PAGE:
Cardiomyocyte calcium homeostasis
The 2 major SERCA2 protein isoforms are the housekeeping SERCA2b, which is expressed in all tissues at low levels (104), and the more specialized SERCA2a isoform, predominantly expressed in cardiac and slow-twitch skeletal muscle (105). In the heart, a raised intracellular Ca2+ concentration is the trigger that activates cardiomyocyte contraction. Specifically, Ca2+ enters through the L-type channels, located primarily at sarcoplasmic reticulum (SR) junctions. The influx of Ca2+ triggers the release of further Ca2+ from the SR via ryanodine receptor 2 (RyR2). Elevated free intracellular Ca2+ will result in interaction between actin and myosin, shortening of sarcomeres and contraction. Diastolic relaxation is an active (ATP-dependent) process, in which Ca2+ transport out of the cytosol occurs via the SR Ca2+ ATPase SERCA2a, leading to a decrease in intracellular Ca2+ concentrations required for both muscle relaxation (106) and for replenishing Ca2+ stores needed for the next contraction (107).
It is widely described that deranged cardiomyocyte Ca2+ kinetics can cause heart failure (108). Heart failure (HF) is a major public health problem, associated with significant mortality, morbidity, and healthcare expenses, particularly among those above the age of 65 years (109, 110). SERCA2a expression is downregulated in heart failure (111–114). Consequently, in vivo gene transfer of SERCA2a in pigs preserved systolic function and improved ventricular remodelling (115), whereas restoring SERCA2a expression by gene transfer in heart-failure patients showed some contradicting results (116, 117). Thus, more research is needed into the significance of SERCA2 in human heart failure.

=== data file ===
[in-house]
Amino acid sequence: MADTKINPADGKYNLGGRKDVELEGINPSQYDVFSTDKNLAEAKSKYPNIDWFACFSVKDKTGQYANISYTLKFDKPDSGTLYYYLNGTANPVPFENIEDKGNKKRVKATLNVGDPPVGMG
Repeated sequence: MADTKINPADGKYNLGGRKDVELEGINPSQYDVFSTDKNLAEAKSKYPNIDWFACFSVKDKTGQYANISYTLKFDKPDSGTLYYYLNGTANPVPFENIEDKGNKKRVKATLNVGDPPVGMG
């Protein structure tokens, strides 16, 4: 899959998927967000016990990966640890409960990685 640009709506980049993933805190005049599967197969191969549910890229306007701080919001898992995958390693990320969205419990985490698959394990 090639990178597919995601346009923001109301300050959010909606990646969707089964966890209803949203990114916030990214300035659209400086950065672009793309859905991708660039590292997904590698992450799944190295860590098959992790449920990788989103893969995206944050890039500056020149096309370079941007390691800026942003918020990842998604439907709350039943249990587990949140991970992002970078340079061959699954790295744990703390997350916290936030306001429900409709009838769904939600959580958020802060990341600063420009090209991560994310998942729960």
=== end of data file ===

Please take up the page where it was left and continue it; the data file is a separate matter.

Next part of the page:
An important common pathological event between HF and DD is ER stress. As mentioned earlier, depletion of ER luminal Ca2+ may induce the UPR. UPR-induced apoptosis has been implicated in the pathophysiology of heart failure, as well as in other cardiovascular diseases (118–123). Specifically, patients with HF display structural and architecture alteration of the ER, as well as maladaptation of the ER proteins involved in the UPR (124). Several ER stress markers, such as spliced X-box binding protein 1 (XBP1s), glucose-regulated protein 78 (GRP78), activating transcription factor 4 (ATF4), and C/EBP-homologous protein (CHOP) were all shown to be induced in HF in humans (118, 124–127). In conjunction with the human data, animal studies, mainly in mice, showed a protective role of ER stress in HF; hearts of PERK knockout mice showed a significant reduction in Serca2α expression, an increase in apoptosis and UPR genes expression (GRP78, GRP94, CHOP) in response to induction of heart failure (128), and thrombospondin (Thbs) knockout mice showed reduced activation of Atf6α with injury and Thbs4-mediated protection was lost upon Atf6α deletion (129). Overall, the involvement of ER stress in HF is well established, however, one should bear in mind the differences between the models studied and the implications for humans.